This show contains a good selection of small pictures from those early days by artists such as Tim Leura Tjapaltjarri, Billy Stockman Tjapaltjarri, Mick Namarari Tjapaltarri, Uta Uta Tjangala, Pinta Pinta Tjapananka and Johnny Warangkula Tjupurrula, the latters Water dreaming with rain and lightning (1972) being the most complex and layered of compositions.
Makinti Napanangka, Untitled (Rockhole Site of Lululnga), 2001(detail)Credit:Utopia Art Sydney
Disputes and confusion over money hastened the end of Bardons time at Papunya, a tragic episode covered in the documentary Mr. Patterns (2004), which is screening in one corner of this exhibition. The film does justice to Bardons achievements in a series of interviews recorded at the end of his life when he was ravaged by ill health.
Over the past two decades, there have been a series of important exhibitions devoted to the Papunya Tula story, starting with Papunya Tula: Genesis and Genius at the Art Gallery of NSW in 2000, along with further surveys at the National Museum of Australia and the National Gallery of Victoria.
In 2008, Vivien Johnson published Lives of the Papunya Tula Artists, and in 2018, Melbourne University Press brought out a landmark edition of Geoff Bardons writings, Papunya: A Place Made After a Story. The most notable recent publication is Alec OHallorans full-scale biography of Mick Namarari, The Master from Marnpi (2018), which also serves as a history of the desert art movement.
When it comes to writing about Papunya Tula, there is a huge amount of material. The good news is that one need know nothing at all about the complexities of Indigenous art to appreciate the show at the S H Ervin.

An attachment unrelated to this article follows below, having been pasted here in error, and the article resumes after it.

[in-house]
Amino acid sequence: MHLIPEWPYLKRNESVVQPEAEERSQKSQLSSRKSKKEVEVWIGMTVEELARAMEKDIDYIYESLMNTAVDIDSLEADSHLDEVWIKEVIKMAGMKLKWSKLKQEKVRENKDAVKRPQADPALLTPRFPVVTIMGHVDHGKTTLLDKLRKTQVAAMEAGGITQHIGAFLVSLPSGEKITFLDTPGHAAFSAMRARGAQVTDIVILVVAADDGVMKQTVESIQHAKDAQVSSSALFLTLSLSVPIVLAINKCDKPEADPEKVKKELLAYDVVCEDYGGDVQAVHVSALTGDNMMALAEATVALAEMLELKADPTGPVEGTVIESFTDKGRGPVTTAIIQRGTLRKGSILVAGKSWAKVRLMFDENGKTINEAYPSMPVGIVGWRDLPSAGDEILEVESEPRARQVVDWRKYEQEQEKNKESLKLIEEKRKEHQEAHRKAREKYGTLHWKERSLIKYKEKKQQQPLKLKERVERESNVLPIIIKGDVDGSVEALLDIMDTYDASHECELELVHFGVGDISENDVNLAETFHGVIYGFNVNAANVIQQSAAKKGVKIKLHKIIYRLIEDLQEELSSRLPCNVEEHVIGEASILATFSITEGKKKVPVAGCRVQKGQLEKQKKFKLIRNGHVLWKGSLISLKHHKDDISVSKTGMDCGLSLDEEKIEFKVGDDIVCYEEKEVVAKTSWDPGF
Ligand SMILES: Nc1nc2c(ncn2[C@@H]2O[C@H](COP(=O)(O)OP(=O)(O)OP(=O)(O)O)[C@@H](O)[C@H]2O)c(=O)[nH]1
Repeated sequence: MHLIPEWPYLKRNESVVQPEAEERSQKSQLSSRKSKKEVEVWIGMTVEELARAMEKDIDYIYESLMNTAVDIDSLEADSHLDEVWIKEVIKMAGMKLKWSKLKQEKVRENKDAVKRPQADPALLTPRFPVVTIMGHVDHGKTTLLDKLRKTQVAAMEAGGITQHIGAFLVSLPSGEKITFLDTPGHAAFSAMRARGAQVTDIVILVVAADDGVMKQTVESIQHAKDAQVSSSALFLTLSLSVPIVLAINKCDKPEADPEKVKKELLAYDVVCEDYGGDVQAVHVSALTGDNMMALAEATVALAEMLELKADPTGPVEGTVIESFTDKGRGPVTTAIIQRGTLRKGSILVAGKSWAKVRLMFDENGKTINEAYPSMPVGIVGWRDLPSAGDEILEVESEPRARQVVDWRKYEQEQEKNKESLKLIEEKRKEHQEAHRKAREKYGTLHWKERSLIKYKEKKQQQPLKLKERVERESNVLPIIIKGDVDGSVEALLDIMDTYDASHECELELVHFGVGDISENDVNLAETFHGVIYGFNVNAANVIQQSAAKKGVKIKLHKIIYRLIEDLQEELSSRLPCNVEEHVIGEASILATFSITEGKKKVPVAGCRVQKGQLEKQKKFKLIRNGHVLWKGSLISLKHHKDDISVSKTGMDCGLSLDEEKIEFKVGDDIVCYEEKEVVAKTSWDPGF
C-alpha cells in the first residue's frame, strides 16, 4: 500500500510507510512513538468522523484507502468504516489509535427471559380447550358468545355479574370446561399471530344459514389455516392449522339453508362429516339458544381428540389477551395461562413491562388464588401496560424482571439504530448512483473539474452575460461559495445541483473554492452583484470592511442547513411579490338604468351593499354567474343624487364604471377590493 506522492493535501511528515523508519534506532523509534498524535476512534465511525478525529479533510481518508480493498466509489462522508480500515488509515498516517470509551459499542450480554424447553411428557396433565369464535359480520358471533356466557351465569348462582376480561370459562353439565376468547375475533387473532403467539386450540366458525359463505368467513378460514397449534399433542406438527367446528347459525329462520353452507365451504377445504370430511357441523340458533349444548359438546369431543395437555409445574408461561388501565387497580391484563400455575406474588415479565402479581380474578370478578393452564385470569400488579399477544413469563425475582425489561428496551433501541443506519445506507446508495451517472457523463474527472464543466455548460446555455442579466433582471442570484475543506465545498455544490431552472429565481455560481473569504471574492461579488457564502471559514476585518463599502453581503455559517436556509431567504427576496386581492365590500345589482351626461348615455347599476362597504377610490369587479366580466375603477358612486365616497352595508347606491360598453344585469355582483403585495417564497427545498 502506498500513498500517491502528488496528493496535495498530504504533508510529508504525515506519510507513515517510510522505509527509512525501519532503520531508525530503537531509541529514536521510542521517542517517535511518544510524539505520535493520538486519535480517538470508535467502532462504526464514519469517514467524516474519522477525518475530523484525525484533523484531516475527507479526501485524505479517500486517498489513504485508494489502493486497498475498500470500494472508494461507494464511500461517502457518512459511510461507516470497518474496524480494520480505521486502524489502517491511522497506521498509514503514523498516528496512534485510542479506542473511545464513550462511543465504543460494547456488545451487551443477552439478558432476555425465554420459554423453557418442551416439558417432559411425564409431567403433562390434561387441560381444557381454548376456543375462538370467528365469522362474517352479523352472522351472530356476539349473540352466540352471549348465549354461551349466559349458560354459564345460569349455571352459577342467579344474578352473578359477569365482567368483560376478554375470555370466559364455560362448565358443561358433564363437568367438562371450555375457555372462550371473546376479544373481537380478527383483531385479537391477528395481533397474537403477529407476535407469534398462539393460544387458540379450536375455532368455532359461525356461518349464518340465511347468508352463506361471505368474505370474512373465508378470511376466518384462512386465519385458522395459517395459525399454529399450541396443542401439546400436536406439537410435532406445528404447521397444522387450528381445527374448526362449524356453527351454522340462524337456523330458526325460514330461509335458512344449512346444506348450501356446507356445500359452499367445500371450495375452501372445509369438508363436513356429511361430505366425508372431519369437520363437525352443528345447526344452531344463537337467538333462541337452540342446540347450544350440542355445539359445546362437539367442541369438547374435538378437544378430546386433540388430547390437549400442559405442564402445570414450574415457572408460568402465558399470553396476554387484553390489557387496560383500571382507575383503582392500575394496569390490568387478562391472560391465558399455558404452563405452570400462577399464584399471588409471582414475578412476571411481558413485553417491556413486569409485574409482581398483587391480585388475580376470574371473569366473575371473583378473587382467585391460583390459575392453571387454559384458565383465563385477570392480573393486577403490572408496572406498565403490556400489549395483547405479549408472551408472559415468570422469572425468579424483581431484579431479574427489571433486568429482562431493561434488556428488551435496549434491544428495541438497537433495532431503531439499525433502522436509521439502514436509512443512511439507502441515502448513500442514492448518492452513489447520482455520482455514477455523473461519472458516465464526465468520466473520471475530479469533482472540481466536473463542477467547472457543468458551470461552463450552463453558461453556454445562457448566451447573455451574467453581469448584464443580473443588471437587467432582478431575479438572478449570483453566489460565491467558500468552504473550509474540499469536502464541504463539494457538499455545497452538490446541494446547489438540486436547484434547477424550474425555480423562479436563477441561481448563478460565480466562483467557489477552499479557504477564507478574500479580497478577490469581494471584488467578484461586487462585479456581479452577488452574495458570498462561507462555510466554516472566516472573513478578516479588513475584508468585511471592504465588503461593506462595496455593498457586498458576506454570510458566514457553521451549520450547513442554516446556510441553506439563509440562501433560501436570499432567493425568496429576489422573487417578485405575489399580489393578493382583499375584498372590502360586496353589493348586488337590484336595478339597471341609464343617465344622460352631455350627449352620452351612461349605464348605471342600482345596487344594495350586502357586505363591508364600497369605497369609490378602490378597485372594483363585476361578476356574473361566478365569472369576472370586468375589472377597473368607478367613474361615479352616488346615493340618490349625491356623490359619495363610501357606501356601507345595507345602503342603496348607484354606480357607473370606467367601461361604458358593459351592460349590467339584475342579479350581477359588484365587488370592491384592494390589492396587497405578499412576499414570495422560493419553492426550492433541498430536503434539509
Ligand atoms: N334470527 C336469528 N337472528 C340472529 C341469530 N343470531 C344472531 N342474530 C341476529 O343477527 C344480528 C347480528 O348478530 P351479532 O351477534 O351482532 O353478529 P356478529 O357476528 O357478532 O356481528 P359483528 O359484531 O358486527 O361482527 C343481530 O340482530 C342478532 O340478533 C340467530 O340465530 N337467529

The paintings are their own best argument, especially as we watch the artists beginning to work on canvas, some on a massive scale. The most accomplished in this regard may have been Clifford Possum Tjapaltjarri, who is represented in this survey by only one substantial work, Ngarlu Love Story (undated).
Clifford Possum Tjapaljarri, Ngarlu love story (detail)
During the 1980s, the energy slowly drained out of Papunya, but this was only the prelude to an entirely new phase, when the women started painting. By the mid-1990s, the pace was being set by artists such as Doreen Reid Nakamarra, Ningura Napurrula, Naata Nungurrayi, all of them well represented in this selection.
Among other highlights, pause to consider Makinti Napanangkas Untitled (Rockhole site of Lupulnga) (2001), which is as distinctive as anything in the show, with its wavering lines of ochre and lavender; or an Untitled painting of 2017 by Mantua, so finely detailed its a miracle of patient application.
Turkey Tolson Tjupurrula, Untitled, 1998 (detail)Credit:Utopia Art Sydney
To give some impression of the amazing variety of styles that emerged from under the Papunya umbrella, Hodges has assembled two large blocks of small, square canvases comprising a total of 75 panels.
Its a showstopping presentation, but probably not as impressive as a wall on which we find a sequence of large-scale works by Naata Nungurrayi, Mick Namarari, Turkey Tolson Tjupurrula and Ningura Napurrula. These paintings, by two women and two men, could not be more distinctive or accomplished.
If I had to pinpoint the distinctive feature of the best Papunya painting, it would be the effortless sense of grandeur one finds in these canvases.
With Turkey Tolson in particular, it seems as if there was never a moments hesitation when it came to laying in a long, straight line of dots. If it wasnt a cultural non-sequitur, it would be tempting to ascribe a classical spirit to this work.
Then again, perhaps Papunya Tula does deserve to be called classical. Not only does so much of this work display an extraordinary sense of calm and equilibrium, the community served as the birthplace for an efflorescence of Indigenous painting that would engulf the Australian art world.
Before the early 1970s, Aboriginal artists had never painted their stories with acrylic on canvas using a traditional lexicon of signs and symbols.
That groundbreaking innovation, engineered by Geoff Bardon, translated one of the worlds oldest living artforms into an utterly contemporary movement.
It was a moment in which the foundations of Australian culture underwent a tectonic shift. Half a century later, looking at these works, one can still feel the earth trembling.
Papunya Tula: 50 Years 1971-2021
S.H.Ervin Gallery, until April 4.
John McDonald is an art critic and regular columnist with Good Weekend.
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